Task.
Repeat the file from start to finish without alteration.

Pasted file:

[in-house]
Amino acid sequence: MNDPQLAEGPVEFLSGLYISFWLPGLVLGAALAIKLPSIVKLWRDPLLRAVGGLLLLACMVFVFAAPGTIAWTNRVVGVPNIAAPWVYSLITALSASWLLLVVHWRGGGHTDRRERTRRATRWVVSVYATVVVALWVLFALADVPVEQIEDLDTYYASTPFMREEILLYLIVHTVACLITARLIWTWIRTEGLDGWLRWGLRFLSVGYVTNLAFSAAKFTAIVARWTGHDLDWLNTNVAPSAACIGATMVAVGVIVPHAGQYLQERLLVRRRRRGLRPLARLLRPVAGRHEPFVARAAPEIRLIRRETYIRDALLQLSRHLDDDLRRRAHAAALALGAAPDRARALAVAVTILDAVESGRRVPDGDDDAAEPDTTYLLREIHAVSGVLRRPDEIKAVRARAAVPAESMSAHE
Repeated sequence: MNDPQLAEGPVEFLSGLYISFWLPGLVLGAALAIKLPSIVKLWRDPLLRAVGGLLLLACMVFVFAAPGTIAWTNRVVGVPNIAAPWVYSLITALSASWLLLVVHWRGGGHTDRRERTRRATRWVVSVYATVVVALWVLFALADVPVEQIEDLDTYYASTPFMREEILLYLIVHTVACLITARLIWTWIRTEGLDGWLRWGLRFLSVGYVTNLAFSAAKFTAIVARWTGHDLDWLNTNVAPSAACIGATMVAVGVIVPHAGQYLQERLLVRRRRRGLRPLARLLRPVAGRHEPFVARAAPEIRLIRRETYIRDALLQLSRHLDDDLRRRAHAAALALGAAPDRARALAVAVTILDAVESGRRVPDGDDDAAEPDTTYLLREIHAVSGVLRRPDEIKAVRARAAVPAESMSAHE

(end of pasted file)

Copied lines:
[in-house]
Amino acid sequence: MNDPQLAEGPVEFLSGLYISFWLPGLVLGAALAIKLPSIVKLWRDPLLRAVGGLLLLACMVFVFAAPGTIAWTNRVVGVPNIAAPWVYSLITALSASWLLLVVHWRGGGHTDRRERTRRATRWVVSVYATVVVALWVLFALADVPVEQIEDLDTYYASTPFMREEILLYLIVHTVACLITARLIWTWIRTEGLDGWLRWGLRFLSVGYVTNLAFSAAKFTAIVARWTGHDLDWLNTNVAPSAACIGATMVAVGVIVPHAGQYLQERLLVRRRRRGLRPLARLLRPVAGRHEPFVARAAPEIRLIRRETYIRDALLQLSRHLDDDLRRRAHAAALALGAAPDRARALAVAVTILDAVESGRRVPDGDDDAAEPDTTYLLREIHAVSGVLRRPDEIKAVRARAAVPAESMSAHE
Repeated sequence: MNDPQLAEGPVEFLSGLYISFWLPGLVLGAALAIKLPSIVKLWRDPLLRAVGGLLLLACMVFVFAAPGTIAWTNRVVGVPNIAAPWVYSLITALSASWLLLVVHWRGGGHTDRRERTRRATRWVVSVYATVVVALWVLFALADVPVEQIEDLDTYYASTPFMREEILLYLIVHTVACLITARLIWTWIRTEGLDGWLRWGLRFLSVGYVTNLAFSAAKFTAIVARWTGHDLDWLNTNVAPSAACIGATMVAVGVIVPHAGQYLQERLLVRRRRRGLRPLARLLRPVAGRHEPFVARAAPEIRLIRRETYIRDALLQLSRHLDDDLRRRAHAAALALGAAPDRARALAVAVTILDAVESGRRVPDGDDDAAEPDTTYLLREIHAVSGVLRRPDEIKAVRARAAVPAESMSAHE